Because Chinese food safety is so state-of-the-art and all.
No melamine. No 46-year-old chicken feet prettied up and sold as food (20 tons worth mind you). No babies dying from tainted formula, no rat and fox meat routinely sold as lamb and beef. No deadly pet treats mysteriously killing thousands of American dogs and cats. Nope, China is a model of food safety and an example to the world. Of how not to do it, that is.
The back story on this tour is that China banned imports of U.S. beef back in 2003 when we had a case of BSE, aka Mad Cow Disease. There are those who wish to reopen that market, so our barn doors are opening to prove that there is no longer any danger of that dreaded, if over-hyped, disease.
The plan is that China will eventually phase out the ban and implement staged importation of boneless and bone-in cuts. According to Rabobank, China will need to import 15 to 20 percent more beef in each of the next five years, as they are unable to keep up with increasing domestic demand, fueled by a growing middle class and greater prosperity among their people in general.
It is thought that other nations will be first to fill this supply gap, with Australian beef already approved and meat from Brazilian cattle soon to follow.
Some U.S. beef already straggles into China via black marketing through Hong Kong and Vietnam.
This is all well and good. A new trading partner might help American farmers and ranchers to market beef profitably, although domestic supplies are tight due mostly to various adverse weather events, from drought to unseasonal blizzards.
Clearly, however, as with all such things, there are downsides to be found.
Take, for example, China's recent acquisition of Smithfield Pork, the world's largest pork producing company. Not only is this likely to increase the cost of pork for American consumers, but there are rumors among the pork raising community that the introduction of porcine epidemic diarrhea virus to American pigs coincided with the sale, and may be related to Chinese tours of hog facilities at the time. Ten percent of our pig population has been wiped out by that disease.
It is a coronavirus, which causes older hogs to fall ill, while killing piglets at high rates. One of the best ways to combat its spread seems to be strong biosecurity on hog farms.
I contacted Purdue University pork expert, Dr. Allan Schinckel, about whether this rumor might be true. He assured me that the origin of the disease in the U.S. would probably never be proven, but that the rumored scenario was one of many possibilities.
How about beef? In April Chinese officials reported a fresh outbreak of foot and mouth disease in Jiangxi. Could touring "safety" experts bring that economically devastating disease to our beef herd?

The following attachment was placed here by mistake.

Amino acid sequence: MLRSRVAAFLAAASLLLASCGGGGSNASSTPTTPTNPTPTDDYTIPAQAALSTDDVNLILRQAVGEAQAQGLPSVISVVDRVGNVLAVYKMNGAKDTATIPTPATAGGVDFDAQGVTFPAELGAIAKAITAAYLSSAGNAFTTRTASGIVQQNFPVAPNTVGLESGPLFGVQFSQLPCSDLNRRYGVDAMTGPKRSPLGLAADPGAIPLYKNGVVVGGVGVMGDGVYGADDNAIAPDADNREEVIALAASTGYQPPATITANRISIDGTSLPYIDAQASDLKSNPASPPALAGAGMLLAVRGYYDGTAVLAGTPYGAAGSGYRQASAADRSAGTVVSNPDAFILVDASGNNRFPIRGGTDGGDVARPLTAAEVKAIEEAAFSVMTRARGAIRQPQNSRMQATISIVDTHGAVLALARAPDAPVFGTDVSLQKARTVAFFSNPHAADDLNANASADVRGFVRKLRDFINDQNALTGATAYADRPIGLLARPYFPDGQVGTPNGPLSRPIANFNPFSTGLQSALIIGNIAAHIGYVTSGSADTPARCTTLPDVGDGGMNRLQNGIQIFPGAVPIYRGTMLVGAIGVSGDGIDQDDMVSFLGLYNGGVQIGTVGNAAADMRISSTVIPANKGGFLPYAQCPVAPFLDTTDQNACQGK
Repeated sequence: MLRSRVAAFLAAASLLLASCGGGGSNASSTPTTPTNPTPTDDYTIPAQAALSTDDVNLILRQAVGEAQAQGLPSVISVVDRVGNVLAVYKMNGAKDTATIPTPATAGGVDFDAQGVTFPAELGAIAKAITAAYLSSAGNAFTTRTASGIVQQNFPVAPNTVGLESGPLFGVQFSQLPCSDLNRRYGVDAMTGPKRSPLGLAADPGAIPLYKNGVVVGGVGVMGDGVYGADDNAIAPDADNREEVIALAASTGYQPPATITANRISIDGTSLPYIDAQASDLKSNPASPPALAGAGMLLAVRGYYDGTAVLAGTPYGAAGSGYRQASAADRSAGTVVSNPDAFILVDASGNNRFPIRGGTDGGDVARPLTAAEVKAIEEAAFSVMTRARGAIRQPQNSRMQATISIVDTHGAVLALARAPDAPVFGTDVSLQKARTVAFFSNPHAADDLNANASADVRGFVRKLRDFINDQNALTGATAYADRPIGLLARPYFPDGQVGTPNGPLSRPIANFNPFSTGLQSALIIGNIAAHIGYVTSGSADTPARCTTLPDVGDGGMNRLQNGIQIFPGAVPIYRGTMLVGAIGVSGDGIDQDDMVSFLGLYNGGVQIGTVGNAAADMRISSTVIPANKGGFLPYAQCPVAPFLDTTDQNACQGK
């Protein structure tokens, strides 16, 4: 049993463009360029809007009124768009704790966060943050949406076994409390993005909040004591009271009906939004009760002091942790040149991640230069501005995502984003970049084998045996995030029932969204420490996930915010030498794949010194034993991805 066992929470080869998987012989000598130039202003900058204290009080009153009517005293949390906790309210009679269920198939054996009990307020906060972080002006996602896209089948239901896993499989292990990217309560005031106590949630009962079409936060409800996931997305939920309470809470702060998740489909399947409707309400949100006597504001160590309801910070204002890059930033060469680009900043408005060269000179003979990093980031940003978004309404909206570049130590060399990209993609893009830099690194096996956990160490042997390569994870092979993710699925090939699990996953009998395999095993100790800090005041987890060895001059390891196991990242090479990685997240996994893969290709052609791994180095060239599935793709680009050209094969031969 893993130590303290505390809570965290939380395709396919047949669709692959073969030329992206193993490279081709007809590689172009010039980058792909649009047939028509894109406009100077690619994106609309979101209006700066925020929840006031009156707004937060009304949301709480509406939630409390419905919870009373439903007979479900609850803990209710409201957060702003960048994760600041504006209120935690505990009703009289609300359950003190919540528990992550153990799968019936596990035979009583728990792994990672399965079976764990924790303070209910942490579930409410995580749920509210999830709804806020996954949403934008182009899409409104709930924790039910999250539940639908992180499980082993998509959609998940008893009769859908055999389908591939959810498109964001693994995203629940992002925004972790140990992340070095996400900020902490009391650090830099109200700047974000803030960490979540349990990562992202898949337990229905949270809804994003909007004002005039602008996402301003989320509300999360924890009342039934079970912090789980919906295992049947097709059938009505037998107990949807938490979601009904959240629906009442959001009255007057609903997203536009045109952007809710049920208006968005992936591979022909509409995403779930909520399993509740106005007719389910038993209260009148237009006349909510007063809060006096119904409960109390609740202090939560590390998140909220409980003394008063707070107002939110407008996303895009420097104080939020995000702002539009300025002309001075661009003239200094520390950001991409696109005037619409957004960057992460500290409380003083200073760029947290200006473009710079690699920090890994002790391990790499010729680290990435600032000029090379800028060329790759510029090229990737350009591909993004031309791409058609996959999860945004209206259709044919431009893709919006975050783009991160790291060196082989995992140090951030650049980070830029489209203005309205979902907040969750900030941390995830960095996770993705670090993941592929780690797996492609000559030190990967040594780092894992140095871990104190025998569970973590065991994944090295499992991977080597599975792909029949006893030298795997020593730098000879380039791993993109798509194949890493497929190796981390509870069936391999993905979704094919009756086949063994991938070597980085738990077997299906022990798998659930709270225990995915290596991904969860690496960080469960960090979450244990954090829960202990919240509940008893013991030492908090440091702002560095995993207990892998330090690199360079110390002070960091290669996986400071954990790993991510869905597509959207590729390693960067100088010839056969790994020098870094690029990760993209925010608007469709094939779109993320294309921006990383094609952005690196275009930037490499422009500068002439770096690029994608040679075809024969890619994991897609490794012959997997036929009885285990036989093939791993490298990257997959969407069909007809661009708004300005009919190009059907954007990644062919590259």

Perhaps not, but the visit is certainly food for thought on the safety of our own food supply.
And speaking of safe food and China: The way is rapidly being cleared for chicken processed in that country to be sold as food in America.
People are getting nervous and I rightly so. Nancy F. Huehnergarth has a petition up on Change.org, urging Congress to keep the well-traveled meat out of our schools and supermarkets when it finally does arrive here.
Imagine sending your youngsters to school, where lunches have already become a Petri dish of nutrition experimentation, and having them fed, unbeknownst to you, chicken processed in a country where egregious food safety issues abound. Not a comforting thought to a parent is it? (Of course since a huge number of kids won't eat the new "nutritious" lunches anyhow, it may be less of a problem than we might think.)
Huehnergarth mentioned a Business Week story about ongoing congressional hearings into the topic of tainted pet treats and the potential for danger to humans from these possible chicken imports.
Sen. Sherrod Brown, chairing a hearing of the Congressional-Executive Commission on China (CECC), said, "Just last month, the FDA said that reports of illnesses had increased to 5,600 pets, including 1,000 dog deaths, and now three human illnesses. While no cause has been identified despite extensive study, the illnesses may be linked to pet treats from China.
Last year, the USDA declared that China was eligible to export processed, cooked chicken to the US, paving the way for chicken sourced in the U.S. to be shipped to China for processing and then sold back to American consumers," he said.
This is cause for head scratching on so many levels. How could it possibly be safe and cost-effective to ship meat half way around the world for processing and then ship it back? The only answers I can come up with are cheap labor and processing shortcuts.
U.S. domestic facilities fall directly under USDA inspection rules, and meat processed here wouldn't need a passport to get from those plants to our dinner tables and school lunch counters.
Brown went on to point out yet another potential scenario for the advent of the PED virus in the U.S. as well, tainted animal feed from China being fed to hogs here, thus giving the disease a foothold.
We will all be paying the price for PEDv for a long time. The cost of pork chops, hot dogs and bratwurst for Sunday cookouts inevitably will rise. The advent of FMD in this country would not only probably require the purging of tens of thousands of hoofed stock, it would also inevitably drastically raise prices to our consumers and destroy our current trade status with trusted partners.
I think we need to stop panicking about GMOs, which so far can't be proved to have hurt anyone, and get on the phone to Washington about American beef, pork and potentially poisonous chicken, which certainly can.
Fultonville dairy farmer MARIANNE FRIERS
is a regular columnist. She blogs